Florida started this Monday the vaccination of people over 40 years of age, a step prior to the inclusion of those over 18 years of age next week, and at a time when the cases of variants of covid-19 are increasing rapidly.
The expansion of the group of people who can be vaccinated as of Monday has gone hand in hand with the increase in the supply of doses in the four open centers in Florida in coordination with the Federal Emergency Management Agency (FEMA) and that to date have vaccinated more than 300,000 people. As reported by the state Department of Health on Monday, the four federal centers in the cities of Jacksonville, Orlando, Tampa and Miami will apply some 3,000 first doses of the Pfizer vaccine from this day, and will also continue to operate until May 26. that is, one month later than initially planned. The one that operates on the North Campus of Miami Dade College has been applying an average of 1,200 first doses per day until last week and today they have gone at a rate of about 500 vaccines every hour, its spokesman Mike Jachles told the Miami Herald newspaper .
According to official figures, Florida has applied almost 8.6 million doses to date, of which 2.9 million correspond to second doses of Pfizer or Moderna, while that of Johnson & Johnson, of a single dose, more than 220,000 have been supplied.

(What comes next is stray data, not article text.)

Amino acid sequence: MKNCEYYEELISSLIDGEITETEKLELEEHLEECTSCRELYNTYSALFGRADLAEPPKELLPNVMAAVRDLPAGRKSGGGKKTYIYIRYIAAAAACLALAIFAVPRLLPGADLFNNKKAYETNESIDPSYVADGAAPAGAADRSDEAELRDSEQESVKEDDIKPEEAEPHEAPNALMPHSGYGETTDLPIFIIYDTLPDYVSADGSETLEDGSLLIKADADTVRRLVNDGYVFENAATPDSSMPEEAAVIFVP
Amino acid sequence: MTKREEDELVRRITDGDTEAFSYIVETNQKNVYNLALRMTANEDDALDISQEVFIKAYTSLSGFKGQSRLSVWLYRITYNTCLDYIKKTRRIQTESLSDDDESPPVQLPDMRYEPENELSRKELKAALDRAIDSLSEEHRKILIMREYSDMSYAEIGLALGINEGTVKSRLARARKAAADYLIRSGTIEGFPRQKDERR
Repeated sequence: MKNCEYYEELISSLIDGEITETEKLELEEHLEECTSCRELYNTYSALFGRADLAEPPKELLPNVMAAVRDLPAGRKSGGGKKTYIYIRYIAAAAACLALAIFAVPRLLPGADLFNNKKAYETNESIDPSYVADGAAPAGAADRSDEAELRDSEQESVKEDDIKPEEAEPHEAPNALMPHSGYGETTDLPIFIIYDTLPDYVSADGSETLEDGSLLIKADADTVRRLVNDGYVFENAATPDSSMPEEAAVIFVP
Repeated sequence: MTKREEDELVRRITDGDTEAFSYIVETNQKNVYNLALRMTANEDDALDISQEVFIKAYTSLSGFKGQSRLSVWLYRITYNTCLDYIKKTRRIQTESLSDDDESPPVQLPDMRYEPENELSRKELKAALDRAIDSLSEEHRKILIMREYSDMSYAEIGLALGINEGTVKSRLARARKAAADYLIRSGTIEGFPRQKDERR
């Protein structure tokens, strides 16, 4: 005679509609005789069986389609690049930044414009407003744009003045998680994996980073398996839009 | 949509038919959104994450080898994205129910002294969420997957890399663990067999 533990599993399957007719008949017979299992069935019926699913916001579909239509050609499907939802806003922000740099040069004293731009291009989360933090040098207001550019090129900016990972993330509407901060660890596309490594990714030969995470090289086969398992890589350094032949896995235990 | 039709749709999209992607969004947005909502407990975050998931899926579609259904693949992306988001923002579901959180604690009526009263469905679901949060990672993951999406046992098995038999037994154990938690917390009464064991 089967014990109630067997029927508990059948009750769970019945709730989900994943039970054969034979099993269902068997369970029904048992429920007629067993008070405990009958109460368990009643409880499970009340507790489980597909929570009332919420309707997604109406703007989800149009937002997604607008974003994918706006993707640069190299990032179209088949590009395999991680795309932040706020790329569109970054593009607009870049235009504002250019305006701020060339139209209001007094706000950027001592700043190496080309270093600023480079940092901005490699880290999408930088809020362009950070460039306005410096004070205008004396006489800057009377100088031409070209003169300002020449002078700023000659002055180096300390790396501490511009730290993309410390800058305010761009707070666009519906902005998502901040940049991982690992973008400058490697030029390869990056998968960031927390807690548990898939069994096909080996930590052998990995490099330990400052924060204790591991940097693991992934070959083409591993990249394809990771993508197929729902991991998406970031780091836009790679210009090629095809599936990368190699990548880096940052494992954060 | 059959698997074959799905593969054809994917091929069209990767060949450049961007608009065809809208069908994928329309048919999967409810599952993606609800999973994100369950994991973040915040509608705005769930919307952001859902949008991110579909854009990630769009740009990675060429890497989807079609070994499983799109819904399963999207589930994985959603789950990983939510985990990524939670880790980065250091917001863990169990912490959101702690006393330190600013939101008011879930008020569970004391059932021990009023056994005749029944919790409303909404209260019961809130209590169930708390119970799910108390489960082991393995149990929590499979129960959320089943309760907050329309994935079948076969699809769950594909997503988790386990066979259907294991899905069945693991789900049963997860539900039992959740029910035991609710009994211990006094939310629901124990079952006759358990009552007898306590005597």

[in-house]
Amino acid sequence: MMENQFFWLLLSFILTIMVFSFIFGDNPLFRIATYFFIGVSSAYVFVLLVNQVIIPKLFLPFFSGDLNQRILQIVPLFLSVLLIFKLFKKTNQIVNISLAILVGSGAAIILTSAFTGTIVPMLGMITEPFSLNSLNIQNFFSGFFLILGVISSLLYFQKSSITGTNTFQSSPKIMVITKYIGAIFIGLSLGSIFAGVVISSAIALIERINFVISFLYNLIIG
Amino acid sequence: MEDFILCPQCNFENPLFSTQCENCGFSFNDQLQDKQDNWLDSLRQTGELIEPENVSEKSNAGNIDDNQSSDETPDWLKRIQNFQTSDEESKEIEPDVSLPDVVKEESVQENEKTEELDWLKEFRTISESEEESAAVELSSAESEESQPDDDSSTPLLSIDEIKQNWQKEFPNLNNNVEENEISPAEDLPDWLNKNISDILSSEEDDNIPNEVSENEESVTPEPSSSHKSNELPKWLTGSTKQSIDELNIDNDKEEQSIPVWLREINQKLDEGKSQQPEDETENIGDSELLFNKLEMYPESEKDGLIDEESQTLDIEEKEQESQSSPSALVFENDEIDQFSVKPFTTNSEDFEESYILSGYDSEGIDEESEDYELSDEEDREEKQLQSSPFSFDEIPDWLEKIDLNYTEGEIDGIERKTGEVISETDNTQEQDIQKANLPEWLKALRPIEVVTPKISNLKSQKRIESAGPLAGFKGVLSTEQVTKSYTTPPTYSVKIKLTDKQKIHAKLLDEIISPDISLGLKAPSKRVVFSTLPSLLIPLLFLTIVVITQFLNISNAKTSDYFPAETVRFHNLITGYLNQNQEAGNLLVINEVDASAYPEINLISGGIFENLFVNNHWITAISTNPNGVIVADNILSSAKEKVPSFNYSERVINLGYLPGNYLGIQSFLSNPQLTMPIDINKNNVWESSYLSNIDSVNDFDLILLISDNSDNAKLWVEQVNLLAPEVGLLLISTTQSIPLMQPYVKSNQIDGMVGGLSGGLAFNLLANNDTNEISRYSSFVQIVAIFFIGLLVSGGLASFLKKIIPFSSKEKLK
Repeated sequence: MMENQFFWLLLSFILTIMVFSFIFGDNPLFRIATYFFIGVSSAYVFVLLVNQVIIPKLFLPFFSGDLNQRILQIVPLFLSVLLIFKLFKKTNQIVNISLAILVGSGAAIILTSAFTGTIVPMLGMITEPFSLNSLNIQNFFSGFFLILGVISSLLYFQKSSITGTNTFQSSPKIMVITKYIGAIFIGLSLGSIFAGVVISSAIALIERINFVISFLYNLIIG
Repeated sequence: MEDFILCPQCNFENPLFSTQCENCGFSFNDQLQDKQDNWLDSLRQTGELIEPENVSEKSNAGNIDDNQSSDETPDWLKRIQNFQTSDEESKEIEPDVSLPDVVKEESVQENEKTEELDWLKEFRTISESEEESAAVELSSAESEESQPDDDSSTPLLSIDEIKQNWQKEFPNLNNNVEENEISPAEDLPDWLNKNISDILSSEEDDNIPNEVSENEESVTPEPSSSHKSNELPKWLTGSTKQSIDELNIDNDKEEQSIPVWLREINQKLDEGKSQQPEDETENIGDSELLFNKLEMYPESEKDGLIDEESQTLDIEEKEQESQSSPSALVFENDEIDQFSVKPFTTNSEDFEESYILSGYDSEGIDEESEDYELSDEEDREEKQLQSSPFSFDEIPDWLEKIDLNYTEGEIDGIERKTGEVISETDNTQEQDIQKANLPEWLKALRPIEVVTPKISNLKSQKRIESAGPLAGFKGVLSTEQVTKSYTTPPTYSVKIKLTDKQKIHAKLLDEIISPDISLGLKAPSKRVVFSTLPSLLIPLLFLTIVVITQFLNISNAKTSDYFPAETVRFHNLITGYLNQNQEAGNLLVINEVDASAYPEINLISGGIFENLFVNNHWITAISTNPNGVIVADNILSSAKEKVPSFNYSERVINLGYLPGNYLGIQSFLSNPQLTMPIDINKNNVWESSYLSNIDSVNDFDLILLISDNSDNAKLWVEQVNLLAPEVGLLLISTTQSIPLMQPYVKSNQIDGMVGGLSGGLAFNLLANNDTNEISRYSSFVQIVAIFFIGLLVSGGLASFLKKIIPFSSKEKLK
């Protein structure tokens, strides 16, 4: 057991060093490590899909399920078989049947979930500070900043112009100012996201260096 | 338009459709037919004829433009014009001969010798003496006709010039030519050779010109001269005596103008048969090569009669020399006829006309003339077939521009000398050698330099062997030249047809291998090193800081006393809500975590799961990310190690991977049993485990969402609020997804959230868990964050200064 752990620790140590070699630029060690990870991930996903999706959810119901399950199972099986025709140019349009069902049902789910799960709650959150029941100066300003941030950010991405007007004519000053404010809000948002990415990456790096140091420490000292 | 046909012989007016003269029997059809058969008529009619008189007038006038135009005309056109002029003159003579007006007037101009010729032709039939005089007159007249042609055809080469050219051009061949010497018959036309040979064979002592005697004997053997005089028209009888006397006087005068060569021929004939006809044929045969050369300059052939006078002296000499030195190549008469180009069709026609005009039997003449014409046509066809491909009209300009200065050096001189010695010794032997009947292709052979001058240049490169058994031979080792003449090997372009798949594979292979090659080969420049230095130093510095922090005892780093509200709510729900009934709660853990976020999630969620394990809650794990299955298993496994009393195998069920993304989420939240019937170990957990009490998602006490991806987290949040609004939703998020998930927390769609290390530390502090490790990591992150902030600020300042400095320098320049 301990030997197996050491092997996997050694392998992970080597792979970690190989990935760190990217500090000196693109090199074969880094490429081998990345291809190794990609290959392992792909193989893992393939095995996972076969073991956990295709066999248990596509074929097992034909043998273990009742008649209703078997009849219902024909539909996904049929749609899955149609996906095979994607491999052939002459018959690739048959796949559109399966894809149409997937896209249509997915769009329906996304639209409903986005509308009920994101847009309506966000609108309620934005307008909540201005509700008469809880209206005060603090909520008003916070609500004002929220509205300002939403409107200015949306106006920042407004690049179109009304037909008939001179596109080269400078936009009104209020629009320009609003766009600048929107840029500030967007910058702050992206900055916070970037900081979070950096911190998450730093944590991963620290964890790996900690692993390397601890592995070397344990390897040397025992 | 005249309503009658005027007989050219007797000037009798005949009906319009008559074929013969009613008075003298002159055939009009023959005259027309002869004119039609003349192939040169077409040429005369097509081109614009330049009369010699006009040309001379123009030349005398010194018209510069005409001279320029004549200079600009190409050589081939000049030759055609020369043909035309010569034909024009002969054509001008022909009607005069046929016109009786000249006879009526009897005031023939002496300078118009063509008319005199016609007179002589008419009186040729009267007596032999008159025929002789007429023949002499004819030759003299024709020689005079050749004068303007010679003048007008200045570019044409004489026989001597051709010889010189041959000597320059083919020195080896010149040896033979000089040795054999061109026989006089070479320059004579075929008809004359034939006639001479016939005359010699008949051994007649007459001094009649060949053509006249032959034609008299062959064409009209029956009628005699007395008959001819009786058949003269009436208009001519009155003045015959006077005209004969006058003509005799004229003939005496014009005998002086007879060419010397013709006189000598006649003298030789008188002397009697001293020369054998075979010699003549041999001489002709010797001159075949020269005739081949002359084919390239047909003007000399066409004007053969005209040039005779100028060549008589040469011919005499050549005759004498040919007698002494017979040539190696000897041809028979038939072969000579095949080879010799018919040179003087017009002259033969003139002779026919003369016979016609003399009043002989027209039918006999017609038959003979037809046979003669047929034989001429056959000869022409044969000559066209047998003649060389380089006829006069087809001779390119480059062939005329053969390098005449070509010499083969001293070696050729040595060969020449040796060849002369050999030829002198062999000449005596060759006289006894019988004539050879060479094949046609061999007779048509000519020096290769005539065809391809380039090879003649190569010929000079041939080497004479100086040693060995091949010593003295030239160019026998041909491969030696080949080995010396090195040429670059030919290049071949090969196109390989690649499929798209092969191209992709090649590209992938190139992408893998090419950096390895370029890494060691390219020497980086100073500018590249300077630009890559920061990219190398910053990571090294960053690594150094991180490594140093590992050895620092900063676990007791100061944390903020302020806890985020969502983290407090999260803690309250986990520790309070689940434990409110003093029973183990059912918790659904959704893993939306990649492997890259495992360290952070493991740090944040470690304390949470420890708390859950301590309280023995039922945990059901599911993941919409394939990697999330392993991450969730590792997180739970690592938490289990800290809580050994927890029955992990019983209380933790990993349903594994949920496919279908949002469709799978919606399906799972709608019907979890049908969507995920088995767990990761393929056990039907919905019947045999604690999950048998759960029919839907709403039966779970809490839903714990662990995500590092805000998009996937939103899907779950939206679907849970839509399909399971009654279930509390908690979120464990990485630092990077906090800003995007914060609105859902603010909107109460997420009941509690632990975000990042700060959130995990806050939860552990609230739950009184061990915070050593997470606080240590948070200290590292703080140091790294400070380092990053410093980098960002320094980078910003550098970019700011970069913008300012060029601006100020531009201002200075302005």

Florida Governor Ron DeSantis announced Monday that he will not allow Florida municipal or county authorities to require a “vaccination passport” for certain activities. “It is completely unacceptable for the government or the private sector to impose the requirement of proving that someone is vaccinated to participate in a normal society,” said DeSantos, who announced that he will issue a decree prohibiting any such measure in Florida.
Increase in variants
The lowering of the age criteria comes as new data from the federal Centers for Disease Control and Prevention (CDC) reveal a skyrocketing Florida variants of the covid-19. In this state, 2,274 cases of the British variant (B.1.1.7), 42 of the Brazilian variant (P.1) and 14 of the South African variant (B.1.351) have been identified so far.
Florida is not only the state with the highest number of identified cases of the British variant in the country, which brings together a total of 10,579, but it has doubled its infections compared to last week, when it registered 1,042 cases.
According to epidemiologist Anthony Fauci this Sunday, the recent rebound in cases observed in the country is not only due to the variants, but also to the lifting of restrictions in some cities and states, as well as greater number of trips in the middle of spring break (“spring break”). National media such as CNBC have announced that the country, according to the independent count of Johns Hopkins University, registered an average of 61,821 new cases of covid-19 last week, or what is the same: a rise of 12% compared to the previous week. In Florida, as the local media Tallahasse Democrat points out, 35,656 new cases were accumulated in the week that ended on Sunday, an increase of 13% compared to the previous week that added 31,541 new infections.
Florida has to date a total of 2,047,379 cases of covid-19 and 33,891 deaths from this disease, according to the state Department of Health.
As of Monday, April 5, those over 18 can be vaccinated in the so-called “Sunshine State”, although in the case of the Pfizer vaccine even those over 16 can be immunized.
Eddie is an Australian news reporter with over 9 years in the industry and has published on Forbes and tech crunch.